Following is the prologue to the show:

(CHORUS comes onstage with a boom box. CHORUS puts it down and presses play. CHORUS breaks into a rap.)


Two muffins, both licked by Zeus,
In fair Paris, where our play's set loose.
Ancient blueberries break to new flavor,
Uncivil soup makes civil hands unbraver.
Forth the almost fatalness of this foe,
Some crazy chef tries to take a life.

No misadventure piteous overthrows,
Do with that muffin bury their woes.
The fearful passage of the French marked chef,
His annoying accent makes you wanna go deaf.
The continuance of the Spanish scam,
Which wastes the money of the man.
Thirty minutes of your life you'll spend.
What here shall miss
Our toil shall mend.
Word up!

Hint: This prologue parodies one of Shakespeare's most famous shows.

2009: Cheshire

Following the success of last year's 'The Million Dollar Muffin', I wrote a new parody musical (using only Broadway songs) based upon the story 'Alice in Wonderland'.

My idea of explaining the back-story to all the 'Alice in Wonderland' characters was good, yet certain aspects in my plot were left lacking. It was also caught in the middle ground – not absurdist theatre like my last piece, yet nowhere near realist.

It received critical reviews at competition, but despite my unhappiness at the time, I have come to realize that most of their criticism was the truth. Now I see facing rejection was an important learning experience.

2009: Sea Turtle Essay

Mr. Humphrey – my marine biology teacher – didn't know what he was in for when he told me it was okay to 'be creative' when writing a sea turtle research paper.

As I chill with my bale of fellow sea turtles, I overhear a joke which is said by Ralph the loggerhead turtle. He jokes around and says the following: “Last Sunday I went out to eat with my girlfriend. We got all dressed up; we thought that we were going to have one “shell of a time!” At the restaurant, my girlfriend said that she’d like to order some soup for me- the turtle. The idiotic waiter brought my girlfriend and me a bowl of turtle soup. My girlfriend then said, “Hold the turtle! Make it pea!” Our bale, which is a group of sea turtles, laughs and then proceeds to happily consume a smack of jellyfish. As I eat lunch, I wondrously ponder my ever interesting life. Not only do we loggerheads have the largest funny bones of the sea turtles, but we also are one of the most interesting and most unique turtles ever to be studied by humans.

I am currently enrolled in Mr. Crush’s elementary school class and am in the class Reptilia. My name is Squirt Cheloniidae; Cheloniidae is my family name. My genus sounds similar to what I ate for dinner last night; Caretta. Nerdy scientists usually call my species Caretta caretta. (Alderton, 2005).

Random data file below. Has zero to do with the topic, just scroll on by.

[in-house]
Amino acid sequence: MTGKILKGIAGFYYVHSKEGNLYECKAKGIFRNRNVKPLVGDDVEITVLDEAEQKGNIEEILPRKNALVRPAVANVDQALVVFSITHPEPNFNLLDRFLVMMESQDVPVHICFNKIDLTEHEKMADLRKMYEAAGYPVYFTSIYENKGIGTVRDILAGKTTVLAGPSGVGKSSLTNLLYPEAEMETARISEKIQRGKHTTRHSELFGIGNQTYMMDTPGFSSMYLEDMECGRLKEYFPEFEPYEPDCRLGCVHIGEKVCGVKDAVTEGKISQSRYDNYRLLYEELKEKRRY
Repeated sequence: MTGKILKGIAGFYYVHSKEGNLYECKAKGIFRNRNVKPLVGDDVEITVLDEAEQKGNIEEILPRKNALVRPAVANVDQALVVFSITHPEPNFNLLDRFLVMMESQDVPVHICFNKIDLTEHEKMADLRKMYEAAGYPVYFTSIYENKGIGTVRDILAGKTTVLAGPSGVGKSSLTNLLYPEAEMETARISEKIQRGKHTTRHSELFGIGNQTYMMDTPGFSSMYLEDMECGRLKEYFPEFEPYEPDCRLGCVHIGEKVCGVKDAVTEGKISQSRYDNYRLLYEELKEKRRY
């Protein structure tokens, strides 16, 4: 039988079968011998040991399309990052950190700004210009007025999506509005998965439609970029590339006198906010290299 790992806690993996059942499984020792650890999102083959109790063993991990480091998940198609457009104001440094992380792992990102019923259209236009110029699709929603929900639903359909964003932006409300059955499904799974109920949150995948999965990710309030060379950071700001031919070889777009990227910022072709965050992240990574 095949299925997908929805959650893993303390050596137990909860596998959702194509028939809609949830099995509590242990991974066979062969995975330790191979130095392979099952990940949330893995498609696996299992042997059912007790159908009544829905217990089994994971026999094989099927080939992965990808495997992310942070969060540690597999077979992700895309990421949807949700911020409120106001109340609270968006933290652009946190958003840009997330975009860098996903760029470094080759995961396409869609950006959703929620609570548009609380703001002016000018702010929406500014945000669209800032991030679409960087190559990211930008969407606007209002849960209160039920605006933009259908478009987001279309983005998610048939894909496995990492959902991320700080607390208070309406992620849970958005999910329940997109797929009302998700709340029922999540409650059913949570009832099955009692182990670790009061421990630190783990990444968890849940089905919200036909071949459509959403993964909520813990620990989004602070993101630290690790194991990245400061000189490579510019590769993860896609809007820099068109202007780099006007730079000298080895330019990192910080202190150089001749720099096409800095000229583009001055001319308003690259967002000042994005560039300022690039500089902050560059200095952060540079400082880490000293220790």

2010: Brandeis Supplement

2010 was the year of college applications… my first year of them that is.

While I decided against applying to Brandeis University for the Fall of 2012, I highly enjoyed writing their following supplement:

Topic: If you could choose to be raised by robots, dinosaurs, or aliens, who would you pick? Why?

Sitting on fences merely makes men indecisive. Although redundant, this expression holds true.. Personally, I’d much rather stand on fences than sit on them. I know what I want, and I want what I like. Therefore, if I had to make a decision between being raised by robots, aliens, or dinosaurs; I would without a doubt choose to be raised by 'robotic aliensaurs'.

When hypothetically answering a hypothetical question, why stop at one set of imaginary parents when you can possess all three? By being raised by 'robotic aliensaurs', I would truly get the best of all three worlds. Upon waking, I would have a robotic machine tending to my every whim and desire. After a completely automated six course breakfast, I would learn to soar through the sky with “papa” pterodactyl, and would take singing classes in the afternoon from the A Land Before Time dinosaurs. After dinner, “auntie” alien would teach me how to control minds, and together we would figure out how to take over the world with the aliens from Independence Day.

As a fence standing yet decisive individual, I would choose all three choices because when it comes to robots, aliens, and dinosaurs; the whole truly is greater than the sum of its parts.

Needless to say, I was accepted.

2010: International Sequel Writing Competition

Late in my junior year, Ms. J helped me enter competition with over 24,000 other participants. The competition gave our school free copies of the Montooth book series, and gave us the challenge of reading and writing a page of ideas for the book sequel. I did so, and several months later found out I was runner-up in the competition.

And a Special Achievement for Student Avery Segal…
Although only one entry could be selected as the Overall Winner, Managing Editor Meghan S. Christian is also pleased to announce that she is citing 11th grade student Avery Segal of Barron Collier High School in Naples, FL for Special Achievement on his remarkably well written entry with extensive plot developments.  Congratulations to both Avery and his teacher, Ms. Johnston!